Not to end on a sour note, everyone involved clearly put (and continue to put) a lot of work into this game, and the high points really show that.

  4. #4
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    Quote Originally Posted by koz-ivan View Post
    At the risk of sounding negative, 13th is a *very* generous ranking, or perhaps shows that there is a really big drop from the very top games to those outside the top 10.

    On the plus side - Pathfinder Kingmaker's "Bones" are amazing, their implementation of rules, graphics, open(ish) world, overall quality writing, the NPCs mostly feel pretty good.

    My biggest beef with the game is that they seemed oddly focused on weird little details -

    example Cooking - I really like the camp menus, probably the best of any crpg I've played, but I've never cooked anything that wasn't "hearty meal" I've found dozens of recipes, probably have 100+ pounds of various meat and veg clogging up my backpack but never saw the need to get away from hearty meal as the staple.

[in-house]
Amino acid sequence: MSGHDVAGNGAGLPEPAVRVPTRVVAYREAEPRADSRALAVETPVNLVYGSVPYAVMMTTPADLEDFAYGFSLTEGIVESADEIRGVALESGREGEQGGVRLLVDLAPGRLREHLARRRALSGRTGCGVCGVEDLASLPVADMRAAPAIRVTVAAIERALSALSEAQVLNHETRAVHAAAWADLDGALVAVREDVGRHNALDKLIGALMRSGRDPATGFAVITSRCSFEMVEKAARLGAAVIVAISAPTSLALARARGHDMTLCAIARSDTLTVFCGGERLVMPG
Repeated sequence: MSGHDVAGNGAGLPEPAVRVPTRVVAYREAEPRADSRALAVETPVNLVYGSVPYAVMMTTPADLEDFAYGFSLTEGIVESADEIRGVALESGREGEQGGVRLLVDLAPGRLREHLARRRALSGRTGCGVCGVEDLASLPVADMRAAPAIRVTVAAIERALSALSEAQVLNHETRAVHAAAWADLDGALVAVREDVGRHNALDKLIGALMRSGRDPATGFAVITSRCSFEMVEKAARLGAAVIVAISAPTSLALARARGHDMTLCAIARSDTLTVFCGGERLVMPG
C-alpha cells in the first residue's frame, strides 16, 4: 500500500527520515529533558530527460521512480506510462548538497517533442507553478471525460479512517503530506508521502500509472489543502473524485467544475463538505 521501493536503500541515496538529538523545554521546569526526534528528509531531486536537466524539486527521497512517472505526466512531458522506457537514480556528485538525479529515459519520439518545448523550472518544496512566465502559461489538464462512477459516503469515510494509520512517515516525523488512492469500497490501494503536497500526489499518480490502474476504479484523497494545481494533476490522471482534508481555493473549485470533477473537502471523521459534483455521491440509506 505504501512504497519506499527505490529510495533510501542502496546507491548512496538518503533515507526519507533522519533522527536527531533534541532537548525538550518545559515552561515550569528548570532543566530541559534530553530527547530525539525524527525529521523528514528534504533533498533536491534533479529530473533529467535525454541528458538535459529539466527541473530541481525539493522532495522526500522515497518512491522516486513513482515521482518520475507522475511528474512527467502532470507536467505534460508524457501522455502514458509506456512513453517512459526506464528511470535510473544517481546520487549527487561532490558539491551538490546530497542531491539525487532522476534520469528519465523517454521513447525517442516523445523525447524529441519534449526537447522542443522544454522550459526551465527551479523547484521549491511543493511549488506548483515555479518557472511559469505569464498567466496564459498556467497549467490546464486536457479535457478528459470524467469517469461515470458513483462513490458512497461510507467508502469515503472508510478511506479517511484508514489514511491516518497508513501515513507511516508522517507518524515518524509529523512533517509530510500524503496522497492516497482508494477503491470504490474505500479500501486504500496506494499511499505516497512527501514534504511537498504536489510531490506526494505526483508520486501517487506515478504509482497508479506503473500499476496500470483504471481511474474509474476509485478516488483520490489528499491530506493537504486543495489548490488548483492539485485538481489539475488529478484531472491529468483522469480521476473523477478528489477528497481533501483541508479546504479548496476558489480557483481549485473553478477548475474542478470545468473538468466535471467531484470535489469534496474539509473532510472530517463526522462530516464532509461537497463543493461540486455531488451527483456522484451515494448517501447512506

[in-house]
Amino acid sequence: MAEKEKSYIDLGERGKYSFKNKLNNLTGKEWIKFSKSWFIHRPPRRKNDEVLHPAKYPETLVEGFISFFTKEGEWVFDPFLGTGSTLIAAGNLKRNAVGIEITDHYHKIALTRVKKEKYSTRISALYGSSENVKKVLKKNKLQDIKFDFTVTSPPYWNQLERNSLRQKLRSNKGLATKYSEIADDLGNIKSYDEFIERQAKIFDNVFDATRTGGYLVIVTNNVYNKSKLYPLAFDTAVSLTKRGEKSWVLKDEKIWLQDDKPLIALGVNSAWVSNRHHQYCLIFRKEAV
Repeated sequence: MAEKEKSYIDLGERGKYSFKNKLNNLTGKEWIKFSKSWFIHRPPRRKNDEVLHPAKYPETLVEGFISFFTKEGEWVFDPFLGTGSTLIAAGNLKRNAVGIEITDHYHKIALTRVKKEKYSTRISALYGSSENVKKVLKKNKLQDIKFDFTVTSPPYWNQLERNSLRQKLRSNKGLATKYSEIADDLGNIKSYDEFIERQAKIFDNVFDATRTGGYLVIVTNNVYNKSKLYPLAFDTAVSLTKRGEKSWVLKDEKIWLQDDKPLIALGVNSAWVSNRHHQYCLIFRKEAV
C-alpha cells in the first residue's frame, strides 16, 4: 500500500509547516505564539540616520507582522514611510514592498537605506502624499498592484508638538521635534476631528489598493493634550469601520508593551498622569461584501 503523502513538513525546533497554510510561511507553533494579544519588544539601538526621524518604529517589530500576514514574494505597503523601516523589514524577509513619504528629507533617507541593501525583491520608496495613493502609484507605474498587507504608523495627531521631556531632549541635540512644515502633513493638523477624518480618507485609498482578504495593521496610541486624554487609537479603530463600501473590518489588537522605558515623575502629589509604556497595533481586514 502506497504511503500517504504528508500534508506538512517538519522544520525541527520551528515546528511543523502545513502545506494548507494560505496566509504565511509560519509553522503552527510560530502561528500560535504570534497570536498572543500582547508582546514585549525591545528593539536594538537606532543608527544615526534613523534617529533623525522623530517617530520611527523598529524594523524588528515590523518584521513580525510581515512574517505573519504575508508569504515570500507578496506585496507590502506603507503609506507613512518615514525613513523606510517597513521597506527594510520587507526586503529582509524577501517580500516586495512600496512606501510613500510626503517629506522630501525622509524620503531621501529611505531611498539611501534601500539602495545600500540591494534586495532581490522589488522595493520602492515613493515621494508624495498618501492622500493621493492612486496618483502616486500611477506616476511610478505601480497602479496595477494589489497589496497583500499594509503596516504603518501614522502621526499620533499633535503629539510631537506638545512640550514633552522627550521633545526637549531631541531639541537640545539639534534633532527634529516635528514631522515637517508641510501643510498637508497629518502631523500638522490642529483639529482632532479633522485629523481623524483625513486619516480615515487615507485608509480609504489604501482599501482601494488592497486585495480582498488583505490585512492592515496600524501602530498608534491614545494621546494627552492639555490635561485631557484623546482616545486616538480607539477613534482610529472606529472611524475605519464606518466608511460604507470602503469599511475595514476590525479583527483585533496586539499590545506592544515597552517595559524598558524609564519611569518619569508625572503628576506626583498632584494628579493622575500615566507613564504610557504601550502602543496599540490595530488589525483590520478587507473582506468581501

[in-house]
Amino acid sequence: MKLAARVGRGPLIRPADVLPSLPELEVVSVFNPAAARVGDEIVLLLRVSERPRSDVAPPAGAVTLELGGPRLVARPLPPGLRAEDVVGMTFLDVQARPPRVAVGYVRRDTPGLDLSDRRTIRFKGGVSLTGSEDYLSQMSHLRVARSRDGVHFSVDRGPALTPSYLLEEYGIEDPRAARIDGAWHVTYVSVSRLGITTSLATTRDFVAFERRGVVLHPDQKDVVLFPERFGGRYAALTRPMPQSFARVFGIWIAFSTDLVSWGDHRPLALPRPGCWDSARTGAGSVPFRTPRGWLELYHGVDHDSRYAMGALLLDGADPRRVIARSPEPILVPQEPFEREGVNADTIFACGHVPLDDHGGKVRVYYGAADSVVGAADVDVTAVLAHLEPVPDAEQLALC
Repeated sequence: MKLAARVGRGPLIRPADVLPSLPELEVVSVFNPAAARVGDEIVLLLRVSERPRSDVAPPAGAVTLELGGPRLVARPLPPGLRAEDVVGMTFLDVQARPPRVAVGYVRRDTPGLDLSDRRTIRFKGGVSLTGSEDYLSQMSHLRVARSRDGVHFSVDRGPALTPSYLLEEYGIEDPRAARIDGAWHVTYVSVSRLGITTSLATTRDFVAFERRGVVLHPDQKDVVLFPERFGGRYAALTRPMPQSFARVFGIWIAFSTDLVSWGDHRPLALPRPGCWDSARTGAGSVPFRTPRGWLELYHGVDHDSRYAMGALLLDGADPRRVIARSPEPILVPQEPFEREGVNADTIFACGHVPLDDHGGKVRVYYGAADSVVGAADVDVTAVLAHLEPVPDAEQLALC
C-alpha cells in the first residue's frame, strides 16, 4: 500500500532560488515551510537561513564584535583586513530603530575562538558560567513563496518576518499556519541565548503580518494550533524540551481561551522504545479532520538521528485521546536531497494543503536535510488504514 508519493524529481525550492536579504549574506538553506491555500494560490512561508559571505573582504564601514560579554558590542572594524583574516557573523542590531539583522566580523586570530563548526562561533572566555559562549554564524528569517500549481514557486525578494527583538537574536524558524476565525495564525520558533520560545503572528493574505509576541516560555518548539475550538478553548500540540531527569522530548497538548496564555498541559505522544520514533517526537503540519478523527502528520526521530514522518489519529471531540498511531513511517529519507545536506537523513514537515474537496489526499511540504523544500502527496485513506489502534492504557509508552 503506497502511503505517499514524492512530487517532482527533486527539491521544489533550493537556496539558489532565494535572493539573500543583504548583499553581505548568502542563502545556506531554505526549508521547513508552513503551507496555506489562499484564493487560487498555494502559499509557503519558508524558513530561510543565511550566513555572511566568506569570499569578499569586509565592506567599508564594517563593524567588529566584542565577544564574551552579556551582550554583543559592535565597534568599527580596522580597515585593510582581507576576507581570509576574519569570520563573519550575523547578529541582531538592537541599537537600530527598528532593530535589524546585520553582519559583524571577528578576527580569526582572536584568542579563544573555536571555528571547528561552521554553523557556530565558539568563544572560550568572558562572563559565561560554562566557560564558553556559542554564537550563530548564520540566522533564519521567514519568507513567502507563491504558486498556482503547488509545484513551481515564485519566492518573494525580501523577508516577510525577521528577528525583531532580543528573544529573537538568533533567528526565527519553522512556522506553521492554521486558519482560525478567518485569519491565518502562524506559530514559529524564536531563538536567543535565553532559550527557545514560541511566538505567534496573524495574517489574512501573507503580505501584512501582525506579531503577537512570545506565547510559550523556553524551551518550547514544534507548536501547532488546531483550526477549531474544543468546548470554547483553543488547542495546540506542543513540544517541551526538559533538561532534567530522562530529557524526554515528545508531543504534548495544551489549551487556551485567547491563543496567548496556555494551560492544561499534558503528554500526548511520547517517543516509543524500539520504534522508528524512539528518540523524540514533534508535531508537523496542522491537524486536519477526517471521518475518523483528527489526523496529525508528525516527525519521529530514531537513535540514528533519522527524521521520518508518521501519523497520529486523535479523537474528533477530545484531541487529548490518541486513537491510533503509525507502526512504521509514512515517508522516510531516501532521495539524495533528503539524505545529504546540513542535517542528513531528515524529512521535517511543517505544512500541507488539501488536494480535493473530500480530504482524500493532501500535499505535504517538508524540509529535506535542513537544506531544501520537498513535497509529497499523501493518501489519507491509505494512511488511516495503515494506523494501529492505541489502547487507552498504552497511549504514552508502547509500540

Otoh Encounter Design lets take a trip down memory lane, BG2, Firkragg's Dungeon consisted of 3 levels - outdoors, dungeon and then the boss level.

    Encounters consisting of - Orcs, Goblins, Antkhegs, Suicide Kobolds, Rakasha, Mists, Golems, Undead, trolls, an Ogutug, Efreeti, an enemy party ambush, Elementals, werewolves, another party battle, a wizard and then finally a big freaking dragon. at least 16 different types of enemies some of which would scale based on level. a case could be made that's too much random crap thrown together into 1 dungeon... alas.